Illuminating the clinical nurse specialist role of advanced practice nursing: a qualitative study

School of Nursing, University of British Columbia, Vancouver, BC.
Nursing leadership (Toronto, Ont.) 01/2006; 18(4):70-89. DOI: 10.12927/cjnl.2005.17836
Source: PubMed


As the advanced practice nursing initiative in Canada gains momentum, effort is being directed towards clarifying and defining advanced practice roles. A qualitative study was undertaken to increase understanding of the clinical nurse specialist role of advanced practice. Sixteen nurses who worked in advanced practice roles, organizing and providing healthcare for children with complex health needs and their families across the continuum of care, participated in in-depth conversations about the nature of their practice, the knowledge that informs it and the factors that influence it. Findings suggest that clinical nurse specialists have a unique role in the organization and delivery of healthcare for specialized populations with complex health needs in their dual focus on the system level of healthcare and on population health needs. Initiatives directed to children and families within the study participants' specialties included program development, consultation and educational outreach and the development of clinical guidelines and policies. Although the nurses described their practice as focusing both on individual children and families and on the population of children and families within their specialty, it is at the population level that they see their greatest potential for contributing to the delivery of high-quality, cost-effective healthcare.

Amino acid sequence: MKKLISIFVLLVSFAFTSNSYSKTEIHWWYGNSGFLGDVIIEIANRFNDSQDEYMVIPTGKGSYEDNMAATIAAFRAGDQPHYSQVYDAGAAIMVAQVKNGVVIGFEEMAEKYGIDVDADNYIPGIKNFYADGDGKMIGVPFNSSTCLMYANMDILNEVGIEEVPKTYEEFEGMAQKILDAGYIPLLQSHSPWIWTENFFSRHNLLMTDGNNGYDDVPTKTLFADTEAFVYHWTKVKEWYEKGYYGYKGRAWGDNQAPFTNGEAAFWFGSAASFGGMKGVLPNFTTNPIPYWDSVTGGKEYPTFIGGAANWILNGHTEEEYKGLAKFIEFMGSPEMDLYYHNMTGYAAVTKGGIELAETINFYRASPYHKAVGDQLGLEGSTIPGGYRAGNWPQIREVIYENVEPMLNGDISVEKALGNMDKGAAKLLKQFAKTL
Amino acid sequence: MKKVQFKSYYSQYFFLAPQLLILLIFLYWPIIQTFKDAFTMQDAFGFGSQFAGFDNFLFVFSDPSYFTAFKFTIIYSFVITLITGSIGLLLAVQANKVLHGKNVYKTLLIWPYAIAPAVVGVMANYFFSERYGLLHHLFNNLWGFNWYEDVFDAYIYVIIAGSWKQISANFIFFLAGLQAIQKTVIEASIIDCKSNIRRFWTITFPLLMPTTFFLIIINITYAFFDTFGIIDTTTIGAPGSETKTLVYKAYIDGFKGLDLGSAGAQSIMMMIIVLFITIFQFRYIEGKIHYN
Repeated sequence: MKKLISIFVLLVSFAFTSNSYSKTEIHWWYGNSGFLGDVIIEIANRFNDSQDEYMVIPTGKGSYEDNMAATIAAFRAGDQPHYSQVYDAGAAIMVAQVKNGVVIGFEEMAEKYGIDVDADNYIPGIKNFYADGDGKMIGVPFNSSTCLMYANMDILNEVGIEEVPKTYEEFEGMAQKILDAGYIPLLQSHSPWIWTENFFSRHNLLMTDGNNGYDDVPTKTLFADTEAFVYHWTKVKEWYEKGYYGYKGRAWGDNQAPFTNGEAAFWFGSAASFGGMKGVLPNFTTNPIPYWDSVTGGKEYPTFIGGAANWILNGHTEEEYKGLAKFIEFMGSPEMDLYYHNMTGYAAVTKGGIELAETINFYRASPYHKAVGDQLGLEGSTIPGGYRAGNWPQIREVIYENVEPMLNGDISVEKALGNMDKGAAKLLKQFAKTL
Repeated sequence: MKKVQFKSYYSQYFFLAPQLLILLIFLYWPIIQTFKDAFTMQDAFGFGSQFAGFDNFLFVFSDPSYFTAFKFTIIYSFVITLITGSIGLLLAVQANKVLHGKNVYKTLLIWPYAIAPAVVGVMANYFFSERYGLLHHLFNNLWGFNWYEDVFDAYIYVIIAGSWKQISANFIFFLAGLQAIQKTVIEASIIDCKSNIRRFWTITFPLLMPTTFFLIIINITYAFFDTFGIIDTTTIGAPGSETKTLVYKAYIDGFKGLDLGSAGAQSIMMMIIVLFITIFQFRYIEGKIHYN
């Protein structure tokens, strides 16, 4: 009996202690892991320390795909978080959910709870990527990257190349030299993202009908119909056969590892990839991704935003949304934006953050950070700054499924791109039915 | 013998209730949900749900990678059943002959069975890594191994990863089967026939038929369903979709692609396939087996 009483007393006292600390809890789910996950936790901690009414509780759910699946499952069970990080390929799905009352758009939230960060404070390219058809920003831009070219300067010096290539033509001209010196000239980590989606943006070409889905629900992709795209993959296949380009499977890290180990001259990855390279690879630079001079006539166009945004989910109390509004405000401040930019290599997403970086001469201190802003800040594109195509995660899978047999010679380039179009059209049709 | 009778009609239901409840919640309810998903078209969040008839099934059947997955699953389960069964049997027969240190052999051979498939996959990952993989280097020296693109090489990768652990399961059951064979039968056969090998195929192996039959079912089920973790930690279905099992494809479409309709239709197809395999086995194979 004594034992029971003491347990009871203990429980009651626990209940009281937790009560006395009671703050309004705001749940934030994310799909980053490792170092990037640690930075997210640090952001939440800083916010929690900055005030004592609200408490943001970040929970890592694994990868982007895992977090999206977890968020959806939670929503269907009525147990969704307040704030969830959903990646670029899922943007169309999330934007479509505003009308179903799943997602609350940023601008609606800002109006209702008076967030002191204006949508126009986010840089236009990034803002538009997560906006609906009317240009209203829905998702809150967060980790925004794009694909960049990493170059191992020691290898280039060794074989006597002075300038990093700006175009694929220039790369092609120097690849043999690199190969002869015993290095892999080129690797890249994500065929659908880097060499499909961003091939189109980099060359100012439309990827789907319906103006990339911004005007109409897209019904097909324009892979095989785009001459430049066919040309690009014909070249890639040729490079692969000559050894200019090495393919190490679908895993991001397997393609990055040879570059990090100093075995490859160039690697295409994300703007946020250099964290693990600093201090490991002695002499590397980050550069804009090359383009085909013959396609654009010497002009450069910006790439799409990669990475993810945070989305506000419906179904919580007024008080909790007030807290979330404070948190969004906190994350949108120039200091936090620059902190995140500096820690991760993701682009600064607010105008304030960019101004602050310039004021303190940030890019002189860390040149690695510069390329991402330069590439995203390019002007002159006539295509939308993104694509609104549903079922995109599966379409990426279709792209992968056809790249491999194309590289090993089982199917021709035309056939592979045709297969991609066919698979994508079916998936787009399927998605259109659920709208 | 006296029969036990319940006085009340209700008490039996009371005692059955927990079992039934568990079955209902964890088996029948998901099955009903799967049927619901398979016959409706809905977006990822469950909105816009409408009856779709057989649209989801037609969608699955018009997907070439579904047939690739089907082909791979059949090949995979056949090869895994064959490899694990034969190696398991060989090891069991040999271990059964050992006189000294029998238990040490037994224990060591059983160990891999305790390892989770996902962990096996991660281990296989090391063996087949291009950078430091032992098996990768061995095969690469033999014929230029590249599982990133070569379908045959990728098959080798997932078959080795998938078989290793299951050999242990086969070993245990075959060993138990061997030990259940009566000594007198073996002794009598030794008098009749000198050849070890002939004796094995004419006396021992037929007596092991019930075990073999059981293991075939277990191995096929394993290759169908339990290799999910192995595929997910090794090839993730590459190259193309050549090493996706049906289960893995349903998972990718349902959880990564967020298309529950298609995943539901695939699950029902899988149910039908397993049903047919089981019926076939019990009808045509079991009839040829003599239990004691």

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    • "Contrary to the wealth of publications about the substantive areas of ANP and an increasing body of research on the impact of nurse-led services on clinical outcomes, there are few studies examining the elements of process of care that constitute good ANP (Bonsall & Cheater 2008). Some related empirical findings on the positive aspects of ANP can be identified, for example, using a holistic approach to client care (Wong & Chung 2006, Bhattacharya et al. 2007, Edward et al. 2008), improving community–hospital interface (Canam 2005, Stephen 2007), involving family in the care (Canam 2005) and initiating innovative interventions (Stephen 2007). While these findings extend our understanding , the available research-based information is fragmented and a systematic empirical exploration of such elements has been lacking. "
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    • "Notable exceptions were in oncology and palliative care, where CNSs had extensive clinical roles in pain and symptom management and care coordination. In contrast, Canadian studies described a number of ways CNSs were involved in direct patient care, including the assessment and management of acute and chronic illnesses, health promotion, discharge planning, care coordination and education (Bryant-Lukosius et al. 2007; Canam 2005; Charchar et al. 2005; Lasby et al. 2004; Schreiber et al. 2003). Interview participants observed that CNSs without a direct clinical role were more vulnerable to funding cutbacks because the loss of the role may not have immediate impact on practice settings. "
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    Full-text · Article · Dec 2010 · Nursing leadership (Toronto, Ont.)
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